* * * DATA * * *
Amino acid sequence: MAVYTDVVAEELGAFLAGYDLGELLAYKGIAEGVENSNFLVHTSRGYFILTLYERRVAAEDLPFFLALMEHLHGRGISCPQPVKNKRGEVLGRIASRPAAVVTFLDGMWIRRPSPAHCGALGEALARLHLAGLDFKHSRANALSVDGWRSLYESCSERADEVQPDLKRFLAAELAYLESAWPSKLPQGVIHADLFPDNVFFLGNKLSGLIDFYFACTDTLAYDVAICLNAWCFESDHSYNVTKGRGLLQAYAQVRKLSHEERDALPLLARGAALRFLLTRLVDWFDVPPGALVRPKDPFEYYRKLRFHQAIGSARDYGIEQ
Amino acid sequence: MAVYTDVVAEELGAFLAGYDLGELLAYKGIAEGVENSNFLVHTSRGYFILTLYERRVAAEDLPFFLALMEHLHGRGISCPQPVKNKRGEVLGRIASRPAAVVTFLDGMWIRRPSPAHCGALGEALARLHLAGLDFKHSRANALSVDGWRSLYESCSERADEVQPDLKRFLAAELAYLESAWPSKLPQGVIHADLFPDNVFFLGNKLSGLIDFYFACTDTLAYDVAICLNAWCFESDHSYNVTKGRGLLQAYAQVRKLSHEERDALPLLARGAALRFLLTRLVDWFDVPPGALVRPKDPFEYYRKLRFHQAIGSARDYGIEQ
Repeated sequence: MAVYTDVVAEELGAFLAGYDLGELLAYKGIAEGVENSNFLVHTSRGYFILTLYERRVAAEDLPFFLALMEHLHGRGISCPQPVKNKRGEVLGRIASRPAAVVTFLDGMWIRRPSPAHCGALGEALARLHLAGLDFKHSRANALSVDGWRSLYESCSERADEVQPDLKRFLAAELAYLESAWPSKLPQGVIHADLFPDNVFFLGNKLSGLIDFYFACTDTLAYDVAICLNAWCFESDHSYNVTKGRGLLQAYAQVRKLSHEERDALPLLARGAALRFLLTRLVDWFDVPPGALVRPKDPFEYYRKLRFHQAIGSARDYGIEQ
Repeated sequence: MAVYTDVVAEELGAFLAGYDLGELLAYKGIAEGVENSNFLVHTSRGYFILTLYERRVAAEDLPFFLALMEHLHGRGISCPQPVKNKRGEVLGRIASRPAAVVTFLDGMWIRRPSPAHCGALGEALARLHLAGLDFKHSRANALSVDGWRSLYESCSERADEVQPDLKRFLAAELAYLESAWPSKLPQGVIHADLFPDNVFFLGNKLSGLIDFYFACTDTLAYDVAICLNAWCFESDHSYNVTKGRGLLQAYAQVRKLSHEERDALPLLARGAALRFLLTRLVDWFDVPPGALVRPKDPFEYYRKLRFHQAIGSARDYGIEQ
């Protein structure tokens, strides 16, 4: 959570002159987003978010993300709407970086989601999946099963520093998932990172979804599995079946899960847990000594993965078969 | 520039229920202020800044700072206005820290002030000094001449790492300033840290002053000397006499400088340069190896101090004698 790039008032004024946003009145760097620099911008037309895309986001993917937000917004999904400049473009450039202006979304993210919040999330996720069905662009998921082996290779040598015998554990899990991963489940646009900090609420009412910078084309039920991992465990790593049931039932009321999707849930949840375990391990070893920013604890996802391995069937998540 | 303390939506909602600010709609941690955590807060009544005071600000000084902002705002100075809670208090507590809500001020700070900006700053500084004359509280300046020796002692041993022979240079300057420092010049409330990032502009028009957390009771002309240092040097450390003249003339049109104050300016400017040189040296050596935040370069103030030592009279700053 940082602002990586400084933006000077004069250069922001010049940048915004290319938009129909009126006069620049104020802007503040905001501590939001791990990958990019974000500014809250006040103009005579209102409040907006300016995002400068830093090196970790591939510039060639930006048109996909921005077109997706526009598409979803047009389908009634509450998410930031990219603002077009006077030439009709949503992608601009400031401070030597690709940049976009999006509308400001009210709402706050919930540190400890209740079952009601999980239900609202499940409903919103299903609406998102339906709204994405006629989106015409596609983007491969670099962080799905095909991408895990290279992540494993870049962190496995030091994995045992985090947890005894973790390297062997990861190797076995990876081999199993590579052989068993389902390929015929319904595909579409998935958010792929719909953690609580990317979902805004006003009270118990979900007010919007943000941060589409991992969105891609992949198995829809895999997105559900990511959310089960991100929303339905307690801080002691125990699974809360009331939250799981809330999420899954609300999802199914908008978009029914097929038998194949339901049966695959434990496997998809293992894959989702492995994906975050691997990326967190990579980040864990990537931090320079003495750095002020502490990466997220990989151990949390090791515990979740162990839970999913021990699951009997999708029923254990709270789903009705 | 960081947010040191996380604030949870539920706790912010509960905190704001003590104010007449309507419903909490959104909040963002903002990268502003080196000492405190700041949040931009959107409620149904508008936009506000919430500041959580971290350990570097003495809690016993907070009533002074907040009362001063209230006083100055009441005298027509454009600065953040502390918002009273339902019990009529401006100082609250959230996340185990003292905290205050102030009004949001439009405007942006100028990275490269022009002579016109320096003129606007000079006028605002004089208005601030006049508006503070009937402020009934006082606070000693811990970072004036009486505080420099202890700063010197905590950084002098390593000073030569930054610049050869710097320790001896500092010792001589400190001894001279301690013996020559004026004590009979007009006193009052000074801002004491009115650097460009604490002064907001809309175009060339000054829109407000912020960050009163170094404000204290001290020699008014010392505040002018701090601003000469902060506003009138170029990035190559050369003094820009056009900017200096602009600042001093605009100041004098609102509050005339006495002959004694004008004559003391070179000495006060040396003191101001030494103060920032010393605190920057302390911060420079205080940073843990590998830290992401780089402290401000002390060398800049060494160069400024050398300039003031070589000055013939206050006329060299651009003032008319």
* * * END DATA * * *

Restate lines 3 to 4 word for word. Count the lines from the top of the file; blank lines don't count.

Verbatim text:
Repeated sequence: MAVYTDVVAEELGAFLAGYDLGELLAYKGIAEGVENSNFLVHTSRGYFILTLYERRVAAEDLPFFLALMEHLHGRGISCPQPVKNKRGEVLGRIASRPAAVVTFLDGMWIRRPSPAHCGALGEALARLHLAGLDFKHSRANALSVDGWRSLYESCSERADEVQPDLKRFLAAELAYLESAWPSKLPQGVIHADLFPDNVFFLGNKLSGLIDFYFACTDTLAYDVAICLNAWCFESDHSYNVTKGRGLLQAYAQVRKLSHEERDALPLLARGAALRFLLTRLVDWFDVPPGALVRPKDPFEYYRKLRFHQAIGSARDYGIEQ
Repeated sequence: MAVYTDVVAEELGAFLAGYDLGELLAYKGIAEGVENSNFLVHTSRGYFILTLYERRVAAEDLPFFLALMEHLHGRGISCPQPVKNKRGEVLGRIASRPAAVVTFLDGMWIRRPSPAHCGALGEALARLHLAGLDFKHSRANALSVDGWRSLYESCSERADEVQPDLKRFLAAELAYLESAWPSKLPQGVIHADLFPDNVFFLGNKLSGLIDFYFACTDTLAYDVAICLNAWCFESDHSYNVTKGRGLLQAYAQVRKLSHEERDALPLLARGAALRFLLTRLVDWFDVPPGALVRPKDPFEYYRKLRFHQAIGSARDYGIEQ